Title 48 vs. Title 32: What’s the Difference?

Title 48 vs. Title 32: What’s the Difference?

Last week, we took a closer look at the steps of rule-making as it pertains to CMMC. The CMMC rule-making process involves various steps to define the requirements, procedures, and expectations for organizations seeking certification.

Today we’re going to provide an overview of Title 48 and Title 32. Title 48 and Title 32 are two different sets of regulations that pertain to CMMC.

Title 48

Title 48 of the Code of Federal Regulations (CFR) is commonly known as the Federal Acquisition Regulations (FAR). This is the rule that most organizations are thinking about when it comes to CMMC compliance.

  • Contains the primary set of rules and guidelines that govern the acquisition process for the federal government, including procurement of goods and services.
  • Establishes the requirements and procedures for incorporating CMMC into DoD contracts
  • Outlines how CMMC assessments and certifications are integrated into the acquisition process, including clauses and provisions that must be included in contracts to ensure compliance with the CMMC framework.

Title 32

Title 32 authorizes the DoD to implement the CMMC framework and its associated requirements through its various components, such as the Defense Federal Acquisition Regulation Supplement (DFARS) and other directives.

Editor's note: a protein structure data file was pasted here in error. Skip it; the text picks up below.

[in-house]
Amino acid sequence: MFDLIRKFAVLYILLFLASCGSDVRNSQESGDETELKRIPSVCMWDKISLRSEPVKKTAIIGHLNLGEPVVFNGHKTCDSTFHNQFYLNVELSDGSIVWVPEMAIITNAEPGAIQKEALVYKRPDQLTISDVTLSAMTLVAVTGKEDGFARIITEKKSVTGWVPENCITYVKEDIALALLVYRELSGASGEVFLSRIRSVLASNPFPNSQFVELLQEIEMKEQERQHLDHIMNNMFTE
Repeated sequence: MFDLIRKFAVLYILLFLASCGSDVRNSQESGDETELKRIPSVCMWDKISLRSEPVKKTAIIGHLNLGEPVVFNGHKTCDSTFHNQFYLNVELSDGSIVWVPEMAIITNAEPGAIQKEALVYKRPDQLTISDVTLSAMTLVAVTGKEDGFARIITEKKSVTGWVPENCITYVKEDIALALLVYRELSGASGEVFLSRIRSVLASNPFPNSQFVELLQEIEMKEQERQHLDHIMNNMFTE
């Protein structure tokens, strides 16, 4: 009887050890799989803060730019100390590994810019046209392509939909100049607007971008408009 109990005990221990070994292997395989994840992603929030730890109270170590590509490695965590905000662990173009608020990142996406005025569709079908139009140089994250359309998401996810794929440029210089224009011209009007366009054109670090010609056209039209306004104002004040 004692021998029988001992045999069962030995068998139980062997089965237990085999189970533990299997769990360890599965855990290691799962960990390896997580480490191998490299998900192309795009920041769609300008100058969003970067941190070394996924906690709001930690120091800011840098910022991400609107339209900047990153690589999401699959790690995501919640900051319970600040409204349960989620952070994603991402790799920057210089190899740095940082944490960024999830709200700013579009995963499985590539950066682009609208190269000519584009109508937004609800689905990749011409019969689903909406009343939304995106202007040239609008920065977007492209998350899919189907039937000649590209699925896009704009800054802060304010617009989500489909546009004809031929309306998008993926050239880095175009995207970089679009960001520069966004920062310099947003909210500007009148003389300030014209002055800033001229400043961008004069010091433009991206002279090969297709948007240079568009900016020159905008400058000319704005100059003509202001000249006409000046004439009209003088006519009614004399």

• Enables the DoD to establish the rules and procedures for assessing and certifying contractors’ cybersecurity maturity levels in accordance with CMMC.
  • Focused on National Defense and contains various regulations related to military and defense matters
  • Provides the authority for the DoD to establish and enforce cybersecurity standards and requirements for contractors and subcontractors within the Defense Industrial Base (DIB).

In summary, Title 48 provides the overarching acquisition regulations that include clauses for CMMC implementation in DoD contracts, while Title 32 provides the specific authority and framework for the DoD to establish and enforce cybersecurity requirements through the CMMC framework. Both titles play a crucial role in ensuring the proper integration and enforcement of CMMC within the federal acquisition process.

For more information about CMMC, visit http://tegodata.com/cmmc or contact us today to schedule a call.

About the author
Jennifer Vosburgh is a seasoned Marketing and Communications professional. With over 15 years of experience, she has a strong background in Marketing, Communications, and Event Management. As Vice President of Tego Data Systems in Raleigh, NC, Jennifer is responsible for delivering full-scale Marketing Campaigns across all platforms including website, email, social media, events, and more.

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